30 years ago, on July 26, 1990, the Americans with Disabilities Act (ADA) was signed into law by the United States Congress. It was a groundbreaking move that secured the rights of all Americans living with disabilities, adults who are part of IOA’s core audience that we serve every day. But did you know that the city of San Francisco was key to making the ADA happen?
Back in 1977, disability rights activists took over and occupied of the San Francisco Federal Building – a move that by directly led to enactment of the ground-breaking Section 504 regulations, considered the first civil rights law protecting people with disabilities and on which the ADA is based. The 1977 event was the longest non-violent occupation of a federal building in U.S. history. There is an award-winning documentary, The Power of 504, that details what happened.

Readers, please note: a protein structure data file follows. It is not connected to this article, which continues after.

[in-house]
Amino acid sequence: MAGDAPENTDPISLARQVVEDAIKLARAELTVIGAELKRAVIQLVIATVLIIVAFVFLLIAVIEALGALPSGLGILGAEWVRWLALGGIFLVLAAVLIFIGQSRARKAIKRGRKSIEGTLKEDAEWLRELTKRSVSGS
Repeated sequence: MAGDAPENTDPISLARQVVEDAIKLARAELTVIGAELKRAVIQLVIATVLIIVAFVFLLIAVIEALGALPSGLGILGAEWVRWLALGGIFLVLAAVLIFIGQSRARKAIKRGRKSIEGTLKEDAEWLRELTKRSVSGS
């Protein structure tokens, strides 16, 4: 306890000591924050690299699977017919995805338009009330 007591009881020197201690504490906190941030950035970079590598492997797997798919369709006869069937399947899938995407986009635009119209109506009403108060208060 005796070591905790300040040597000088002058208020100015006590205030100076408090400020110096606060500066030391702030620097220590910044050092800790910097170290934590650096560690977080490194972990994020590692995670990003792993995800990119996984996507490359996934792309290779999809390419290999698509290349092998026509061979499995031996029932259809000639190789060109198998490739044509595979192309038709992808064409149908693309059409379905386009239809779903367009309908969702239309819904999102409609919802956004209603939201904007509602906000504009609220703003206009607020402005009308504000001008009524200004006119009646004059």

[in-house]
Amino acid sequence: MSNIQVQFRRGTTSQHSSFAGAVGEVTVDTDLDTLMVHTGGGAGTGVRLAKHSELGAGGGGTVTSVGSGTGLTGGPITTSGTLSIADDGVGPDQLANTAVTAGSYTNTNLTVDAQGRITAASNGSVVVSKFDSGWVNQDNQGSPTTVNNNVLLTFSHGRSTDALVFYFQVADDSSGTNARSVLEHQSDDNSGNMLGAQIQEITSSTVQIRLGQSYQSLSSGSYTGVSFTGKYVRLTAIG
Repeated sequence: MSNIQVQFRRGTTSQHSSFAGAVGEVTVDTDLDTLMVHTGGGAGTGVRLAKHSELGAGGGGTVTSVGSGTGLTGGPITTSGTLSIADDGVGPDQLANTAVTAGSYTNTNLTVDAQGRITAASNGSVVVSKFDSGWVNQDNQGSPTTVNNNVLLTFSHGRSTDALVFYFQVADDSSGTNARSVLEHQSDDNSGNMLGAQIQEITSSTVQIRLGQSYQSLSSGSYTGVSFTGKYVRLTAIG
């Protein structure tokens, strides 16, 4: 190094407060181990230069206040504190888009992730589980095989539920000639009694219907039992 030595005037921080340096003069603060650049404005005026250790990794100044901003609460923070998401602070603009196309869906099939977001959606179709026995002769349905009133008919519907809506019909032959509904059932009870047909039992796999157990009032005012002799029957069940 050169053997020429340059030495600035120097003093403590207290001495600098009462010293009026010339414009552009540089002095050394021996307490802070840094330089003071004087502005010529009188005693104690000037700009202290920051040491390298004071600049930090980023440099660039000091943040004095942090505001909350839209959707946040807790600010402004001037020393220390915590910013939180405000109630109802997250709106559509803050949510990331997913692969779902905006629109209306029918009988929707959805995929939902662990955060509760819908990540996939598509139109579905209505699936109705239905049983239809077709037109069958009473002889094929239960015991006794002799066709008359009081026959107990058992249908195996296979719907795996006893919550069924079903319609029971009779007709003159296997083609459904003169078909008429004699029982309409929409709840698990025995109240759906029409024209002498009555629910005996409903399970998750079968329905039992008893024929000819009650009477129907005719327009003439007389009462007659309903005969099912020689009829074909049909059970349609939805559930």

To commemorate this historical moment, San Francisco Mayor London Breed designated July as Disability Pride Month, with a proclamation that states in part: Disability Pride enables people with disabilities to redefine their identity with self-worth, serves as a tool to tackle ableism, bias, and discrimination, and reshapes false negative perceptions of individuals with disabilities as people with value, talents, and significance. On July 26, San Francisco City Hall was lit up in blue to mark and celebrate this important event. You can see a full list of events celebrating the 30th anniversary of the Americans with Disability Act here.
Institute on Aging is proud that San Francisco was a key part of the history of the Disability Rights Movement and we join all San Franciscans in celebrating this monumental anniversary of the Americans with Disabilities Act.